I know guys that are 60 that have been on TRT 20 years and have no problems with HCT, that doesn’t mean that it is not typically older men that have problems with HCT on testosterone.

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Im not just pulling this out of my rear either, the literature is out there. Its been years since I have perused it, but it’s there.

Univariate regression consistently revealed an increased odds of polycythemia with higher trough blood testosterone concentrations, using the three cutpoints (hematocrit in excess of 0.49, 0.50, and 0.51) chosen for the sensitivity analysis (Table 2). Trough blood testosterone concentrations exhibited both the highest odds for polycythemia and the greatest significance amongst all covariables. Age was also a consistent univariate predictor of polycythemia ( P <0.03), whereas smoking history (current versus not) was a significant risk factor only for marked polycythemia ( P =0.04). Duration of treatment was not a risk factor for the development of polycythemia in any model when analyzed as a continuous variable, or dichotomized according to whether treatment duration was more than 1 year, or not (data not shown). Similarly, BMI did not increase the odds of polycythemia when analyzed as a continuous variable, or dichotomized according to whether obesity (BMI>30 kg/m2) was present or not (data not shown).

https://eje.bioscientifica.com/view/journals/eje/162/2/385.xml

No I didn’t think that and I apologize if that was in any way implied. I tend to ask a lot of “devils advocate” type questions when I’m trying to understand something. I don’t like just knowing that something is true or not, I want to understand the “why” behind it.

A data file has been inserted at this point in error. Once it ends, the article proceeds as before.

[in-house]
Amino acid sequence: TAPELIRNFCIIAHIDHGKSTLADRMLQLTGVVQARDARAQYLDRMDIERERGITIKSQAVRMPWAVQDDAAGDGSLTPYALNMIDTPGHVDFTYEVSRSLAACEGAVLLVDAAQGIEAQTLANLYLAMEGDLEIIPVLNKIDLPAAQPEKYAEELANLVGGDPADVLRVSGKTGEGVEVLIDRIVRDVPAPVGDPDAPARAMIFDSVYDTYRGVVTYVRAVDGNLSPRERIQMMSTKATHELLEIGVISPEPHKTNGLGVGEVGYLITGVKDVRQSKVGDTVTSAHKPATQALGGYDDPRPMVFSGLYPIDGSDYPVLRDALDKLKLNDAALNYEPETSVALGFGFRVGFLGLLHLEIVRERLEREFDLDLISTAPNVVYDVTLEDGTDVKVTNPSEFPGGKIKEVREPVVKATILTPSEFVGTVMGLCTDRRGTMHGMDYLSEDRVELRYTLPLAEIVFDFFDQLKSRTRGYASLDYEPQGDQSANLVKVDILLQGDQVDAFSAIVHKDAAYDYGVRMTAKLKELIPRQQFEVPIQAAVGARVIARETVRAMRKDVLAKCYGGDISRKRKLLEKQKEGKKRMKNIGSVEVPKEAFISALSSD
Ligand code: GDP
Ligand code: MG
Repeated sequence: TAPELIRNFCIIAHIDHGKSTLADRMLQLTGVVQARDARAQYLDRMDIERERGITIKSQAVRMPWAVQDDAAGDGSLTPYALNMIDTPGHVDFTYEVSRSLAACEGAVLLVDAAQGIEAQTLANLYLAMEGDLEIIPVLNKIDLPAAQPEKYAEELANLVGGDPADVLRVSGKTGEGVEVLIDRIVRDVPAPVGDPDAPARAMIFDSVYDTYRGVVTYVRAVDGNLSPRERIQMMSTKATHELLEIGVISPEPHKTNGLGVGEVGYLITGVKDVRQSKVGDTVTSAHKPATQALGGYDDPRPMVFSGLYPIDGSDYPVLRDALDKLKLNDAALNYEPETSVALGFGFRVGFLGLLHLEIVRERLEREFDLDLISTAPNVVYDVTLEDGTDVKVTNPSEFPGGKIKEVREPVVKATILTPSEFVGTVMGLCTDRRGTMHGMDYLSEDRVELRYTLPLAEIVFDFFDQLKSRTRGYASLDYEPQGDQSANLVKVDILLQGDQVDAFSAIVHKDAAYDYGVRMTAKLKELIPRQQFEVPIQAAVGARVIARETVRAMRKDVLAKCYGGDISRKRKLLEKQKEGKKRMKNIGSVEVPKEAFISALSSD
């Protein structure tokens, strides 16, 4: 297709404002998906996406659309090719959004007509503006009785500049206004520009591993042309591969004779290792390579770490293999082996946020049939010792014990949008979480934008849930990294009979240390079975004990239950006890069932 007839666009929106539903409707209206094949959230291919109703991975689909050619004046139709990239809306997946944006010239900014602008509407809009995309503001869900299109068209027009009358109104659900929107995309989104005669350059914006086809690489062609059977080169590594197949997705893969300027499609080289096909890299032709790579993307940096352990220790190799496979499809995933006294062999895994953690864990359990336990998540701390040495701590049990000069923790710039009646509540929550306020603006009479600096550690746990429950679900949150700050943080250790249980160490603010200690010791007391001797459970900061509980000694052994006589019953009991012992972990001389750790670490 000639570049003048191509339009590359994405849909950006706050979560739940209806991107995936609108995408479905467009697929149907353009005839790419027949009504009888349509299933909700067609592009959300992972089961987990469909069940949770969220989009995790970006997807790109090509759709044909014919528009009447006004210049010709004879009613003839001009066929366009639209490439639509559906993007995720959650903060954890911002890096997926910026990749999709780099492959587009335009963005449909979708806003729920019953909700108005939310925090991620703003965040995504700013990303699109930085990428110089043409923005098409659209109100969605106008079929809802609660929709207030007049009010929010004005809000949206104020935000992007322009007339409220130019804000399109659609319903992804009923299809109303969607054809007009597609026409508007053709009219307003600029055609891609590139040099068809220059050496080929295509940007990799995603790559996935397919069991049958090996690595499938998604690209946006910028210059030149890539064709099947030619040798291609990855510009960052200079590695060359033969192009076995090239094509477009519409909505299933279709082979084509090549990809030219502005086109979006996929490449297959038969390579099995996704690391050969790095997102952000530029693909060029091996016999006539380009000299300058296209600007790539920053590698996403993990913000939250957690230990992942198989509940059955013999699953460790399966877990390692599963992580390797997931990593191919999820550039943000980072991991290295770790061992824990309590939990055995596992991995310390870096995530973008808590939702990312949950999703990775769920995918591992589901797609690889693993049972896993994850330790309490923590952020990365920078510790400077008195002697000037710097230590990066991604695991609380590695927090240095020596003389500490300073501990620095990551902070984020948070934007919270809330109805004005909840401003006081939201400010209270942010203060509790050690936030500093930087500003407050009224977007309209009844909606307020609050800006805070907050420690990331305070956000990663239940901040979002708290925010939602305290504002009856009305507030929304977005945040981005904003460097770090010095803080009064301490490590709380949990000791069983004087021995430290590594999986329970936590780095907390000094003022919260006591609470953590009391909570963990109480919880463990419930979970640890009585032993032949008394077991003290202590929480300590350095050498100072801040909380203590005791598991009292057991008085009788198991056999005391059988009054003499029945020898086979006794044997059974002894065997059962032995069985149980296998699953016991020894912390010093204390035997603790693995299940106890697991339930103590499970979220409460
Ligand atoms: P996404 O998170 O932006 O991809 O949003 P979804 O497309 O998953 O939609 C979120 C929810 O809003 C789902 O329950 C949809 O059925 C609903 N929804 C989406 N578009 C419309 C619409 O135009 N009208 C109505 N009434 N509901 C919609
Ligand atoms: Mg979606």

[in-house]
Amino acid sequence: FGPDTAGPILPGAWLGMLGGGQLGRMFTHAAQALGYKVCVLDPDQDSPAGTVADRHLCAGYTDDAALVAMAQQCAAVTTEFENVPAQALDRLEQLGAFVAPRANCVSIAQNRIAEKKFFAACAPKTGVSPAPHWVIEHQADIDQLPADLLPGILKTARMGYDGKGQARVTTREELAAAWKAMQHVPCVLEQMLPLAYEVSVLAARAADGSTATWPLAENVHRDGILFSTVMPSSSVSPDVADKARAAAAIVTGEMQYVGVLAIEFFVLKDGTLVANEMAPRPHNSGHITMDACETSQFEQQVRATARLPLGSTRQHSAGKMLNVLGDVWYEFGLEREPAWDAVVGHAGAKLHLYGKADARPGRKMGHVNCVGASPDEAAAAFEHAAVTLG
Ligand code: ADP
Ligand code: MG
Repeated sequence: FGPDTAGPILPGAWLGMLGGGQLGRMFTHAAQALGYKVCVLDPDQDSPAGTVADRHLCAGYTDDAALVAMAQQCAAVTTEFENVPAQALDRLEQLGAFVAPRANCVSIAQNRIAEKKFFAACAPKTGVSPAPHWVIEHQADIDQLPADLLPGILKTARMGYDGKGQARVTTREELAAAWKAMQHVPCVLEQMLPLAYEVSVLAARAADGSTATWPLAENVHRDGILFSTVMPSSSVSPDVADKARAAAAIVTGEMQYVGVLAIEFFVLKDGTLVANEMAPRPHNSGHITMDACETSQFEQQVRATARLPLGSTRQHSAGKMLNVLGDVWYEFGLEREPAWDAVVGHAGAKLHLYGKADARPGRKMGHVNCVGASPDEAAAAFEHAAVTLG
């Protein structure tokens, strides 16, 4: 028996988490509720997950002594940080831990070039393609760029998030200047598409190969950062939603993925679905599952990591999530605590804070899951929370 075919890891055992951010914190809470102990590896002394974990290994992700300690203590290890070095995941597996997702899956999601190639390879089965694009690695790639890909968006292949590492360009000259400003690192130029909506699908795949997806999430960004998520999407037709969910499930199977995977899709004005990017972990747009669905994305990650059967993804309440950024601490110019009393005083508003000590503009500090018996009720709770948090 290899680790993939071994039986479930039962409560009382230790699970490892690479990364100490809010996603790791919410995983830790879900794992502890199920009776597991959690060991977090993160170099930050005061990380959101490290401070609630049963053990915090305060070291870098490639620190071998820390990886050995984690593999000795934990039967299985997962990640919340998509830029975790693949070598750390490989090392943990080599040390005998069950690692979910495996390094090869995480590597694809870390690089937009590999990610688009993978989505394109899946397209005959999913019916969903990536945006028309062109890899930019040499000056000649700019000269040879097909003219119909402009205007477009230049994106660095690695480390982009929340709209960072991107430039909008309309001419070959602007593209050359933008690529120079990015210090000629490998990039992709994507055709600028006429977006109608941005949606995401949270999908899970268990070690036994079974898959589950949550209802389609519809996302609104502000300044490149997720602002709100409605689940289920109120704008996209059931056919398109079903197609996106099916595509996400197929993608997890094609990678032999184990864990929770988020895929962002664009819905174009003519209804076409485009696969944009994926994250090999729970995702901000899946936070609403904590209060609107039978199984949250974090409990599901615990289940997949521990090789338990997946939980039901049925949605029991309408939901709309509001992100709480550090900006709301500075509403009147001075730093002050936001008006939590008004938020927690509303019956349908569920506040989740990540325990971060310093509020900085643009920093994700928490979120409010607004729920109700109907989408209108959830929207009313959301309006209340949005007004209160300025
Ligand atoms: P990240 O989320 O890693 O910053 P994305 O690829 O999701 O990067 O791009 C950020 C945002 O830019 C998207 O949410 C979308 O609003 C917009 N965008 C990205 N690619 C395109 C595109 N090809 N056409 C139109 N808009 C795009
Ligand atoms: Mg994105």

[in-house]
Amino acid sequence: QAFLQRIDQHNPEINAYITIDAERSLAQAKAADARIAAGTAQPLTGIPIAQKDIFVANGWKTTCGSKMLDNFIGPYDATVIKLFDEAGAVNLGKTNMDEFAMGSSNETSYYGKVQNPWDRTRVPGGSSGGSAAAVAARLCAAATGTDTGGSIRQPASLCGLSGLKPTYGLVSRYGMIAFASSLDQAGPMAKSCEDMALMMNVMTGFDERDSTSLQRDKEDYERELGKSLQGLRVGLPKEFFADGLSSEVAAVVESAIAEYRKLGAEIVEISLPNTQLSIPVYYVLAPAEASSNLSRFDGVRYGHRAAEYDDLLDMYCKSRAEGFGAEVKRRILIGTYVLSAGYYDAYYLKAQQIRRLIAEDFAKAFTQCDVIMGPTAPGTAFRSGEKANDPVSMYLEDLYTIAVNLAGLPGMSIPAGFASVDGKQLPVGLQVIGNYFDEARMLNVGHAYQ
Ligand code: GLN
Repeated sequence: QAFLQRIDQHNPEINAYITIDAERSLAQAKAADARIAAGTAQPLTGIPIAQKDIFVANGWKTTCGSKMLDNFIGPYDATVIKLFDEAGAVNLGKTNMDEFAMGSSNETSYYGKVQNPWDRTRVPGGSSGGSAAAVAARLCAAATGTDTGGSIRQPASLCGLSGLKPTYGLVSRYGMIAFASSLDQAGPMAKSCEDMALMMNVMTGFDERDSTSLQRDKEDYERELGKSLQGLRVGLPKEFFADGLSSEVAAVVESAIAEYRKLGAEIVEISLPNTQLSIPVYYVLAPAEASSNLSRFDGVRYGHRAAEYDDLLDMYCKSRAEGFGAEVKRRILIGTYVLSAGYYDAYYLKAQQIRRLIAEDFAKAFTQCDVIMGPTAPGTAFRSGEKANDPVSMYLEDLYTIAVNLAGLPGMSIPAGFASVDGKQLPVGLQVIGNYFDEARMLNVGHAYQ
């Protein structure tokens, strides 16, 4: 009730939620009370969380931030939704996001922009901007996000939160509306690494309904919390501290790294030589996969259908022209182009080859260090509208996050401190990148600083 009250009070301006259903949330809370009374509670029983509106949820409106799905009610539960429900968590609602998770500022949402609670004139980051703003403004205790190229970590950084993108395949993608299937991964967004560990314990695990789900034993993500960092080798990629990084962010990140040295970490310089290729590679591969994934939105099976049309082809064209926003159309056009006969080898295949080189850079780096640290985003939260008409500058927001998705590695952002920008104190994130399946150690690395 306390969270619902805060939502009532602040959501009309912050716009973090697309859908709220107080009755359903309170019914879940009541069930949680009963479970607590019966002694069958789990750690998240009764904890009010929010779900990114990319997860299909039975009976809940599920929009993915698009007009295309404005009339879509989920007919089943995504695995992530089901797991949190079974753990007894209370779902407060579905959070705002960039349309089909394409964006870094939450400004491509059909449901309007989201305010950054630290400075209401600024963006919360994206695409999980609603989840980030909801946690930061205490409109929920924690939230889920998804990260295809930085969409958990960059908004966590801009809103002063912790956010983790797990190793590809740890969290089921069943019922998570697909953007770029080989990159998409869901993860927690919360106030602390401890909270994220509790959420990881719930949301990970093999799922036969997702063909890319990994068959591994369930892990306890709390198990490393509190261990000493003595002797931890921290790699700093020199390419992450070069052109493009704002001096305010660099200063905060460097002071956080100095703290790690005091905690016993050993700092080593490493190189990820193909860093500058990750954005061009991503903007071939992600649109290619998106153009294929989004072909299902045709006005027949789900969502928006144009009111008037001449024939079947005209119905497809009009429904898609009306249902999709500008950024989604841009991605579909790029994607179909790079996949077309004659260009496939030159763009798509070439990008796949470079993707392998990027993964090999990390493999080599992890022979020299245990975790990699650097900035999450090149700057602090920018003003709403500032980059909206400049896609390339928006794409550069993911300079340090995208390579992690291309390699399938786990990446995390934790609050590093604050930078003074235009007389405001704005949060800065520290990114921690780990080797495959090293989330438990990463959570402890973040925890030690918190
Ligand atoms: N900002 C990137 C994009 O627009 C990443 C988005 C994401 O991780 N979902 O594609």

It’s kind of like the whole cigarettes cause cancer thing. I know that it’s common knowledge in 2019, but if something was proven as fact, it would be a fact all the time, and not just some of the time right? I mean I know people that are in their 90’s that have smoked their entire lives and have never gotten cancer. Then again I’ve known others that have never smoked, and died from lung cancer. That kind of thing makes you question the validity of the claim you know? I know that cigarettes CAN cause cancer, but what has yet to be really proven is what other factors have to be present for that to be true. If it were true as an absolute, then every person that smoked would have contracted cancer.

Btw I’m not advocating smoking at all. I smoked for most of my life and I have asthma to show for it. I quit as soon as I was diagnosed and will never smoke another cigarette, I’m just making the point that so much of what we think we know, we really don’t. I don’t think we really understand something until we can completely nail down the ins and outs of a thing, and reproduce the results consistently time after time.

Anyway, a little peek into the warped mind of bmbrady77! Lol

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Stimulates erythropoietin.

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And now that we are on the subject, it has been a while since I discussed this stuff in this much depth, it seems to me we can extrapolate that injecting too frequently can increase your risk of polycythemia?

:smile:

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Lmao! I’ll leave that debate to you experts. I can’t even spell the word, much less have an intelligent discussion about it!

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Also these tests should be taken with a grain of salt. Like no way my hematocrit went up 4% in 3 days then dropped 5% 3 days later.